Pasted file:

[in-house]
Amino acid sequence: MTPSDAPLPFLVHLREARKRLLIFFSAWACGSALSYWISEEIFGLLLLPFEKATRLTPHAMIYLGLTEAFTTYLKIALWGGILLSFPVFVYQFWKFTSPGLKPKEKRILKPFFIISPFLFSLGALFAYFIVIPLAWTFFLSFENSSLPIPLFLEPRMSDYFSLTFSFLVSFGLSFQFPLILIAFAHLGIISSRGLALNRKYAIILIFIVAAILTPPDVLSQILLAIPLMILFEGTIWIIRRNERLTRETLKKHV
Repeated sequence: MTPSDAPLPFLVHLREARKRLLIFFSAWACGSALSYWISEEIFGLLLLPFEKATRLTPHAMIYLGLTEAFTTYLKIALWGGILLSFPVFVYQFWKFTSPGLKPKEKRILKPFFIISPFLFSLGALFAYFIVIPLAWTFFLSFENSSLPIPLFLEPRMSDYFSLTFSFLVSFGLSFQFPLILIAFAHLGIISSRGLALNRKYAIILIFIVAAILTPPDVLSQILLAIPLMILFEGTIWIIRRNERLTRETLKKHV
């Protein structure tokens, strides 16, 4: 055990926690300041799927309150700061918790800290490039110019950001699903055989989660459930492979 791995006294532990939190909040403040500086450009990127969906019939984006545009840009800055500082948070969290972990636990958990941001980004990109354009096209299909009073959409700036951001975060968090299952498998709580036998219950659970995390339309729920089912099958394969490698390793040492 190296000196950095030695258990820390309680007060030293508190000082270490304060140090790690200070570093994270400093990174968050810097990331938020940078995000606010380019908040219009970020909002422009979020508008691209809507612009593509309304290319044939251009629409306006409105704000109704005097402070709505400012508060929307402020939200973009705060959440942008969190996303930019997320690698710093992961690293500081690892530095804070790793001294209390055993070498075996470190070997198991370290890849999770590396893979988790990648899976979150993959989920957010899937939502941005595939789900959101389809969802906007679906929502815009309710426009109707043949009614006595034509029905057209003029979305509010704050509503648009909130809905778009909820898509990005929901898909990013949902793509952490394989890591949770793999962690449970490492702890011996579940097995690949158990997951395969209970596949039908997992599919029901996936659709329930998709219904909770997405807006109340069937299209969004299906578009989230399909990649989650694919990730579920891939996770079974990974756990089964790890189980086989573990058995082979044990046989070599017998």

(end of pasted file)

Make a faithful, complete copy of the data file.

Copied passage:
[in-house]
Amino acid sequence: MTPSDAPLPFLVHLREARKRLLIFFSAWACGSALSYWISEEIFGLLLLPFEKATRLTPHAMIYLGLTEAFTTYLKIALWGGILLSFPVFVYQFWKFTSPGLKPKEKRILKPFFIISPFLFSLGALFAYFIVIPLAWTFFLSFENSSLPIPLFLEPRMSDYFSLTFSFLVSFGLSFQFPLILIAFAHLGIISSRGLALNRKYAIILIFIVAAILTPPDVLSQILLAIPLMILFEGTIWIIRRNERLTRETLKKHV
Repeated sequence: MTPSDAPLPFLVHLREARKRLLIFFSAWACGSALSYWISEEIFGLLLLPFEKATRLTPHAMIYLGLTEAFTTYLKIALWGGILLSFPVFVYQFWKFTSPGLKPKEKRILKPFFIISPFLFSLGALFAYFIVIPLAWTFFLSFENSSLPIPLFLEPRMSDYFSLTFSFLVSFGLSFQFPLILIAFAHLGIISSRGLALNRKYAIILIFIVAAILTPPDVLSQILLAIPLMILFEGTIWIIRRNERLTRETLKKHV
């Protein structure tokens, strides 16, 4: 055990926690300041799927309150700061918790800290490039110019950001699903055989989660459930492979 791995006294532990939190909040403040500086450009990127969906019939984006545009840009800055500082948070969290972990636990958990941001980004990109354009096209299909009073959409700036951001975060968090299952498998709580036998219950659970995390339309729920089912099958394969490698390793040492 190296000196950095030695258990820390309680007060030293508190000082270490304060140090790690200070570093994270400093990174968050810097990331938020940078995000606010380019908040219009970020909002422009979020508008691209809507612009593509309304290319044939251009629409306006409105704000109704005097402070709505400012508060929307402020939200973009705060959440942008969190996303930019997320690698710093992961690293500081690892530095804070790793001294209390055993070498075996470190070997198991370290890849999770590396893979988790990648899976979150993959989920957010899937939502941005595939789900959101389809969802906007679906929502815009309710426009109707043949009614006595034509029905057209003029979305509010704050509503648009909130809905778009909820898509990005929901898909990013949902793509952490394989890591949770793999962690449970490492702890011996579940097995690949158990997951395969209970596949039908997992599919029901996936659709329930998709219904909770997405807006109340069937299209969004299906578009989230399909990649989650694919990730579920891939996770079974990974756990089964790890189980086989573990058995082979044990046989070599017998």